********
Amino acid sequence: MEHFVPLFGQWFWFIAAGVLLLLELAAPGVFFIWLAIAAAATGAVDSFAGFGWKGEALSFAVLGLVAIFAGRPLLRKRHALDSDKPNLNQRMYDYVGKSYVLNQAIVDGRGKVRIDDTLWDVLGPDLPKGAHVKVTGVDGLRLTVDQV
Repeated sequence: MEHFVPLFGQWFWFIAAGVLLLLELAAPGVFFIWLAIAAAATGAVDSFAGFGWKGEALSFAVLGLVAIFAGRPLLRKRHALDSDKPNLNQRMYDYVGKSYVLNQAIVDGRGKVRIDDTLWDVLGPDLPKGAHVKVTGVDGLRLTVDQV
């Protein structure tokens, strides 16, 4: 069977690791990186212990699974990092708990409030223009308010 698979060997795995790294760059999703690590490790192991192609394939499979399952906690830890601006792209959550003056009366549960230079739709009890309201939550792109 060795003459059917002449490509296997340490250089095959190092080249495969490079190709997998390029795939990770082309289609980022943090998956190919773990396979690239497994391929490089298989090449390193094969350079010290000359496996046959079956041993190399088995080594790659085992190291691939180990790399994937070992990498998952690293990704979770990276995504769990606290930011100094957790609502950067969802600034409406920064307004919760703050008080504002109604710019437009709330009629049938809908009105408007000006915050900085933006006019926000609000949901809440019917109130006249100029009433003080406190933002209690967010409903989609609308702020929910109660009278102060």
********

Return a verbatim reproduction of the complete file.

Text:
Amino acid sequence: MEHFVPLFGQWFWFIAAGVLLLLELAAPGVFFIWLAIAAAATGAVDSFAGFGWKGEALSFAVLGLVAIFAGRPLLRKRHALDSDKPNLNQRMYDYVGKSYVLNQAIVDGRGKVRIDDTLWDVLGPDLPKGAHVKVTGVDGLRLTVDQV
Repeated sequence: MEHFVPLFGQWFWFIAAGVLLLLELAAPGVFFIWLAIAAAATGAVDSFAGFGWKGEALSFAVLGLVAIFAGRPLLRKRHALDSDKPNLNQRMYDYVGKSYVLNQAIVDGRGKVRIDDTLWDVLGPDLPKGAHVKVTGVDGLRLTVDQV
């Protein structure tokens, strides 16, 4: 069977690791990186212990699974990092708990409030223009308010 698979060997795995790294760059999703690590490790192991192609394939499979399952906690830890601006792209959550003056009366549960230079739709009890309201939550792109 060795003459059917002449490509296997340490250089095959190092080249495969490079190709997998390029795939990770082309289609980022943090998956190919773990396979690239497994391929490089298989090449390193094969350079010290000359496996046959079956041993190399088995080594790659085992190291691939180990790399994937070992990498998952690293990704979770990276995504769990606290930011100094957790609502950067969802600034409406920064307004919760703050008080504002109604710019437009709330009629049938809908009105408007000006915050900085933006006019926000609000949901809440019917109130006249100029009433003080406190933002209690967010409903989609609308702020929910109660009278102060």